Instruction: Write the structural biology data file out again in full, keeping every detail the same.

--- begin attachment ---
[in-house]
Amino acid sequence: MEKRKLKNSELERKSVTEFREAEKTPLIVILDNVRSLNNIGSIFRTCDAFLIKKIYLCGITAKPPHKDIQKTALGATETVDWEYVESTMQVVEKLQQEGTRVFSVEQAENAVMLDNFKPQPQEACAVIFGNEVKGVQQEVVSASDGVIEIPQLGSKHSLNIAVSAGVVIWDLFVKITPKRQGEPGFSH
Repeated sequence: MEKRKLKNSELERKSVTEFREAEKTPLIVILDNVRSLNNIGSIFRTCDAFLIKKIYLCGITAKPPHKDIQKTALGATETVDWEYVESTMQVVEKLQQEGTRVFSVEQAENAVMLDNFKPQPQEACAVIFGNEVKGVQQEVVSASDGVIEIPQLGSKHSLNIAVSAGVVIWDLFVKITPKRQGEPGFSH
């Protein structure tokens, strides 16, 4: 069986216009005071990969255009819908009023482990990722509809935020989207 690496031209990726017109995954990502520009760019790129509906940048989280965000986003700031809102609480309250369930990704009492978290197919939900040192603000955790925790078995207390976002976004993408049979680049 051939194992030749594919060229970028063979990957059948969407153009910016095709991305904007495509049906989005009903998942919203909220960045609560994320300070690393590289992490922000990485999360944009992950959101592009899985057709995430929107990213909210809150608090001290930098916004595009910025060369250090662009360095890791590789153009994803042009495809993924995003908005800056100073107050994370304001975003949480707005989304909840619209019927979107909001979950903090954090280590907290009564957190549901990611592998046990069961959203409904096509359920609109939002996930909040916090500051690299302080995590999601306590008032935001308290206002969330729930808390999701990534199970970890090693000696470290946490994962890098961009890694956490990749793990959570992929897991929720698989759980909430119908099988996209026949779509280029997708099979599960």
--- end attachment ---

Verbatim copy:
[in-house]
Amino acid sequence: MEKRKLKNSELERKSVTEFREAEKTPLIVILDNVRSLNNIGSIFRTCDAFLIKKIYLCGITAKPPHKDIQKTALGATETVDWEYVESTMQVVEKLQQEGTRVFSVEQAENAVMLDNFKPQPQEACAVIFGNEVKGVQQEVVSASDGVIEIPQLGSKHSLNIAVSAGVVIWDLFVKITPKRQGEPGFSH
Repeated sequence: MEKRKLKNSELERKSVTEFREAEKTPLIVILDNVRSLNNIGSIFRTCDAFLIKKIYLCGITAKPPHKDIQKTALGATETVDWEYVESTMQVVEKLQQEGTRVFSVEQAENAVMLDNFKPQPQEACAVIFGNEVKGVQQEVVSASDGVIEIPQLGSKHSLNIAVSAGVVIWDLFVKITPKRQGEPGFSH
């Protein structure tokens, strides 16, 4: 069986216009005071990969255009819908009023482990990722509809935020989207 690496031209990726017109995954990502520009760019790129509906940048989280965000986003700031809102609480309250369930990704009492978290197919939900040192603000955790925790078995207390976002976004993408049979680049 051939194992030749594919060229970028063979990957059948969407153009910016095709991305904007495509049906989005009903998942919203909220960045609560994320300070690393590289992490922000990485999360944009992950959101592009899985057709995430929107990213909210809150608090001290930098916004595009910025060369250090662009360095890791590789153009994803042009495809993924995003908005800056100073107050994370304001975003949480707005989304909840619209019927979107909001979950903090954090280590907290009564957190549901990611592998046990069961959203409904096509359920609109939002996930909040916090500051690299302080995590999601306590008032935001308290206002969330729930808390999701990534199970970890090693000696470290946490994962890098961009890694956490990749793990959570992929897991929720698989759980909430119908099988996209026949779509280029997708099979599960």